Northwest Fisheries Science Center


Staff Directory

Diarrhetic Shellfish Poison (DSP)

Map of Puget Sound

On June 25, 2011, three people became ill with diarrhetic shellfish poisoning (DSP) after eating mussels from Sequim Bay in northern Puget Sound. On Salt Spring Island, Canada, there were an estimated 60 illnesses from DSP in August 2011. This illness is caused through ingestion of shellfish that have accumulated toxins from the harmful algal bloom organism Dinophysis, which produces a suite of neurotoxins including dinophysistoxins and okadaic acid (OA). Approximately 2000 lbs of shellfish have been recalled due to this poisoning event. Dinophysis abundance in Sequim Bay reached 53,000 cells/L and the primary species was D. acuminata. Toxin concentrations in blue mussels from Sequim Bay reached 160 micrograms OA equivalents/100g shellfish (the regulatory limit is 16 micrograms/100g) by liquid chromatography/mass spectroscopy (LC/MS). The primary toxin isomer was dinophysistoxin-1.

The Northwest Fisheries Science Center’s Marine Biotoxin Program has been working with the Washington State Department of Health and the US Food and Drug Administration (FDA) to analyze ecosystem indicators that can provide early warning of these harmful algal bloom events. The SoundToxins partnership, a collaboration of the NWFSC, shellfish growers, tribes, environmental learning centers, and private citizens, routinely monitors phytoplankton and environmental factors in Puget Sound. SoundToxins partners have alerted the Washington State Department of Health to the high numbers of Dinophysis at locations around Puget Sound. The NWFSC has screened toxins in shellfish and seawater samples to provide a rapid assessment of shellfish toxicity. The Washington State Department of Health is collaborating with the NWFSC Marine Chemistry group and the FDA to implement analytical methods for DSP toxins.

Microscopic and SEM images of Dinophysis Dinophysis sp.

In Europe, the consumption of shellfish that have filtered cells of the dinoflagellate genus Dinophysis have led to cases of intestinal upset. Two varieties appear responsible for DSP: Dinophysis acuta and D. acuminata. Because of these symptoms, this syndrome has been designated as Diarrhetic Shellfish Poisoning or DSP. DSP is a significant problem in northern Spain, Ireland, and the Mediterranean/Adriatic Sea. The toxin has been detected in shellfish in Eastern Canada. While no cases of DSP have ever been reported along the West coast of the U.S., the organisms that cause this poisoning are commonly found in British Columbia and Puget Sound in Washington State. In 2003, the toxins were detected in shellfish from British Columbia and are more than likely to be found wherever the organisms are present.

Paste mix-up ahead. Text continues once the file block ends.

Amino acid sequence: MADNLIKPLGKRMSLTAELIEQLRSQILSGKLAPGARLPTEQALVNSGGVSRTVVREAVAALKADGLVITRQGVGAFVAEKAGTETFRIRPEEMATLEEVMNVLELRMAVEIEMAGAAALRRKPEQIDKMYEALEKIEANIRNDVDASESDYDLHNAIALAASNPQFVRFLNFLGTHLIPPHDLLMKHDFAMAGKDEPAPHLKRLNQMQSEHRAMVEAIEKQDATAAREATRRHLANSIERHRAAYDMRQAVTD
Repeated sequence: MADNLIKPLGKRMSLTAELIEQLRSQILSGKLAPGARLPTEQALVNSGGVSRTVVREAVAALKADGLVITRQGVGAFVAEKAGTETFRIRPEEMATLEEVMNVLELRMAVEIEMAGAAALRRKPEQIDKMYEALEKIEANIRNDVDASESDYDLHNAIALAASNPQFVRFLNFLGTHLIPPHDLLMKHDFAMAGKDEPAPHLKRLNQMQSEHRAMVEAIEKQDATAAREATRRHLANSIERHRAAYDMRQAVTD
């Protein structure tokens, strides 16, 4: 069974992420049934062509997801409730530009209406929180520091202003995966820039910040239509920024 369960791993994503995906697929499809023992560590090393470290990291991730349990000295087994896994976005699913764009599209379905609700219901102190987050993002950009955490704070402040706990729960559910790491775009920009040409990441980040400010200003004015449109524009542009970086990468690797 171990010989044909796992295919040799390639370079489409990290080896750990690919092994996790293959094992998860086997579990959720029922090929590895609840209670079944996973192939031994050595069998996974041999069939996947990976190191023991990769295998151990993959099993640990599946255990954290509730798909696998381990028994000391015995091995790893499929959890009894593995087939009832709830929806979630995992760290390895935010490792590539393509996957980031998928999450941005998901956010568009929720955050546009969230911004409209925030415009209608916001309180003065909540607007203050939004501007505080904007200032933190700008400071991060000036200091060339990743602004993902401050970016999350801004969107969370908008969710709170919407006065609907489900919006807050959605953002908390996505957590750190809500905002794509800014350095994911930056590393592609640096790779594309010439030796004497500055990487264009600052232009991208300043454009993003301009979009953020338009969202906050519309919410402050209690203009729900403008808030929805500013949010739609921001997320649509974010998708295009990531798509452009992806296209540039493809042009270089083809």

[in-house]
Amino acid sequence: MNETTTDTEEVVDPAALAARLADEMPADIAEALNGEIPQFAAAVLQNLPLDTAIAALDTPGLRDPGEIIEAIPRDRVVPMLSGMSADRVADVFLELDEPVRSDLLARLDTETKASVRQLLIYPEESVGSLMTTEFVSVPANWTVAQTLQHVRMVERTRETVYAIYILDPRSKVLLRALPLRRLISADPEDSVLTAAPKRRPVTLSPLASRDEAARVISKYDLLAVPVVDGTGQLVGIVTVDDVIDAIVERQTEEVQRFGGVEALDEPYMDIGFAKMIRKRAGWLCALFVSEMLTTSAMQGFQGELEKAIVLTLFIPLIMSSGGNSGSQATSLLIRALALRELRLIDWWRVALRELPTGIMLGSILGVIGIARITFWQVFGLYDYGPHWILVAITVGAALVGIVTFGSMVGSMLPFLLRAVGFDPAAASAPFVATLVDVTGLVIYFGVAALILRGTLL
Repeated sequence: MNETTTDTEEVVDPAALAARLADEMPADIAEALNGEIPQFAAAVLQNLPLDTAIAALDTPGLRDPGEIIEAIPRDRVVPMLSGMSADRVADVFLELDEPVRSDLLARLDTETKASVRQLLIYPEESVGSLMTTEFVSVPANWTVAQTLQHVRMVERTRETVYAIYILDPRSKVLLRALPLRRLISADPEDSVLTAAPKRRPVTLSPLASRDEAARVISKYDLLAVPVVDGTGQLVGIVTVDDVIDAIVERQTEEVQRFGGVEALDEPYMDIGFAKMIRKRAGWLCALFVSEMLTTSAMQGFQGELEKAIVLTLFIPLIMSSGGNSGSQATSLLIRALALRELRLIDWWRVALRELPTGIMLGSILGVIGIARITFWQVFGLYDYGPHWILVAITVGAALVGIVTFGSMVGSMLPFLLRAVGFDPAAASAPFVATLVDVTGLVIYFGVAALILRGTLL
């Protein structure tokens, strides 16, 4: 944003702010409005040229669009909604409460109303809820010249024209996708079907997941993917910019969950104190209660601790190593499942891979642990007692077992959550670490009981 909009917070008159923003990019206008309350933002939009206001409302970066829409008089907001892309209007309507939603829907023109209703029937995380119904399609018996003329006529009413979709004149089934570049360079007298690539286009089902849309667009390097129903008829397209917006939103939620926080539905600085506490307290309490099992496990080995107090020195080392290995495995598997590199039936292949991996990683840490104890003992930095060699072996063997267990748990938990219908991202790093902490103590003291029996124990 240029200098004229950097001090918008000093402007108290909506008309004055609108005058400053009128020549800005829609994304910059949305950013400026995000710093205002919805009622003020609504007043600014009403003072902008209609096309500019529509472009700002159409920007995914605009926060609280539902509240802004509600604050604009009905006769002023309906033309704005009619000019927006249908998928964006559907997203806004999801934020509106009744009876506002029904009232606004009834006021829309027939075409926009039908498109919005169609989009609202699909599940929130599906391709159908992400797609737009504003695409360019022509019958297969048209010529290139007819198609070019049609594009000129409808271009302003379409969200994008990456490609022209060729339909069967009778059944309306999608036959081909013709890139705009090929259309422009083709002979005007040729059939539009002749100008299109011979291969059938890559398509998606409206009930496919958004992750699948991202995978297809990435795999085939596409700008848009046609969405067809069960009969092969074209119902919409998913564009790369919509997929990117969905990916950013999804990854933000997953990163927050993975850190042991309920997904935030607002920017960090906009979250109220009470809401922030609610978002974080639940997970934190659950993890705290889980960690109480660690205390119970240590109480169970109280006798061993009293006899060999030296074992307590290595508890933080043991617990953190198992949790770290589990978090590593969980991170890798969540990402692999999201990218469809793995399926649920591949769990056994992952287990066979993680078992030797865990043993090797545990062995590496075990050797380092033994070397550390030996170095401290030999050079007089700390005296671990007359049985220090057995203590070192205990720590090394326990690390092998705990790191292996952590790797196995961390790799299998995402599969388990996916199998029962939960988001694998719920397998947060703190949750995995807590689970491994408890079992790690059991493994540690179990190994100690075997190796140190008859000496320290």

The toxin in DSP appears to be okadaic acid and some related compounds, the dinophysistoxins. The toxins are fat soluble, have high molecular weights, and belong to a class of compounds called polycyclic ethers. Interestingly, these compounds (see chemical structures below) are somewhat similar in chemical structure to the rather exotic marine toxins that are associated with Ciguatera Fish Poisoning or Tropical Fish Poisoning in that the repeating polyether moieties are present in these molecules.

While at first glance, diarrhea would appear to be a relatively minor ailment compared to symptoms of PSP and domoic acid; the DSP toxins have been reported to be tumor promoting agents. Due to the relatively minor and generic symptoms associated with DSP, it is difficult to diagnose whether outbreaks of this particular poisoning have occurred in the U.S.

Okadaic acid (OA)
Dinophysistoxin-1 (DTX-1)
Dinophysistoxin-2 (DTX-2)
7-O-Acyl Derivates

{Structure after E.P. Carmody, K.J. James, S.S. Kelly, and K Thomas in Harmful Algal Blooms (P. Lassus, G Arzul, E. Erard, P. Gentien, C. Marcaillou Editors) 1995. page 273.}

Risk Management of DSP

Up until recently, DSP was managed by mouse bioassay and/or monitoring shellfish growing waters for the presence of Dinophysis organisms. Within the last decade or so, chromatographic tecniques using HPLC have been developed that permit both quantification and identification of the toxins. These techniques, while accurate, require well equipped laboratories with expensive equipment (i.e., HPLCs and perhaps mass spectrometers). Recently, molecular biological methods based on ELISA have been developed. For the future, these procedures, offer the potential for much lower costs, rapid assessment, and also field testing.

Because they have very large shellfish industries, Ireland and Spain have implemented extensive monitoring programs for DSP. Nevertheless, if monitoring costs are to be controlled, we need a far better understanding of the life cycle of Dinophysis and toxin production.

A full understanding of the production of the toxins by Dinophysis has proved difficult because the laboratory culturing of this dinoflagellate has proved very challenging. For reasons that are not understood, the organism can only be grown through one or two generations under laboratory conditions. Until the organism can be cultured in sufficient quantities, studies on the toxins will be hampered.